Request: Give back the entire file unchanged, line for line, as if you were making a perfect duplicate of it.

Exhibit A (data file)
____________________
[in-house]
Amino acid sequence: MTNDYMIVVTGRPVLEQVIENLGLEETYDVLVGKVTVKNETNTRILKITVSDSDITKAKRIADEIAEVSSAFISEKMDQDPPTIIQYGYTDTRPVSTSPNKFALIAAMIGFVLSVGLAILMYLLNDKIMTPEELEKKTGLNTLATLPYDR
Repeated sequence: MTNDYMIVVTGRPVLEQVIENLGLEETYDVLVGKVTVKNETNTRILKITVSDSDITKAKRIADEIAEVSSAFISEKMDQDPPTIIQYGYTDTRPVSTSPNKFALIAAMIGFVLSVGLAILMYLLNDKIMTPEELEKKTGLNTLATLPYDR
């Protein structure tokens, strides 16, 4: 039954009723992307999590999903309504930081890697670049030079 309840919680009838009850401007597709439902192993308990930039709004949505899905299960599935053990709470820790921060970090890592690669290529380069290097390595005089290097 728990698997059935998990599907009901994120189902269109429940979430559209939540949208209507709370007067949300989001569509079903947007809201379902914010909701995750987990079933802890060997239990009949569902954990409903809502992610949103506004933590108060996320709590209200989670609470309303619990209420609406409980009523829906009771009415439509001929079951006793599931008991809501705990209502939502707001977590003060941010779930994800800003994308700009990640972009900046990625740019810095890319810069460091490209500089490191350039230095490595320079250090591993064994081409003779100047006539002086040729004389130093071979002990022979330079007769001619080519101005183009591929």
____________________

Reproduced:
[in-house]
Amino acid sequence: MTNDYMIVVTGRPVLEQVIENLGLEETYDVLVGKVTVKNETNTRILKITVSDSDITKAKRIADEIAEVSSAFISEKMDQDPPTIIQYGYTDTRPVSTSPNKFALIAAMIGFVLSVGLAILMYLLNDKIMTPEELEKKTGLNTLATLPYDR
Repeated sequence: MTNDYMIVVTGRPVLEQVIENLGLEETYDVLVGKVTVKNETNTRILKITVSDSDITKAKRIADEIAEVSSAFISEKMDQDPPTIIQYGYTDTRPVSTSPNKFALIAAMIGFVLSVGLAILMYLLNDKIMTPEELEKKTGLNTLATLPYDR
């Protein structure tokens, strides 16, 4: 039954009723992307999590999903309504930081890697670049030079 309840919680009838009850401007597709439902192993308990930039709004949505899905299960599935053990709470820790921060970090890592690669290529380069290097390595005089290097 728990698997059935998990599907009901994120189902269109429940979430559209939540949208209507709370007067949300989001569509079903947007809201379902914010909701995750987990079933802890060997239990009949569902954990409903809502992610949103506004933590108060996320709590209200989670609470309303619990209420609406409980009523829906009771009415439509001929079951006793599931008991809501705990209502939502707001977590003060941010779930994800800003994308700009990640972009900046990625740019810095890319810069460091490209500089490191350039230095490595320079250090591993064994081409003779100047006539002086040729004389130093071979002990022979330079007769001619080519101005183009591929």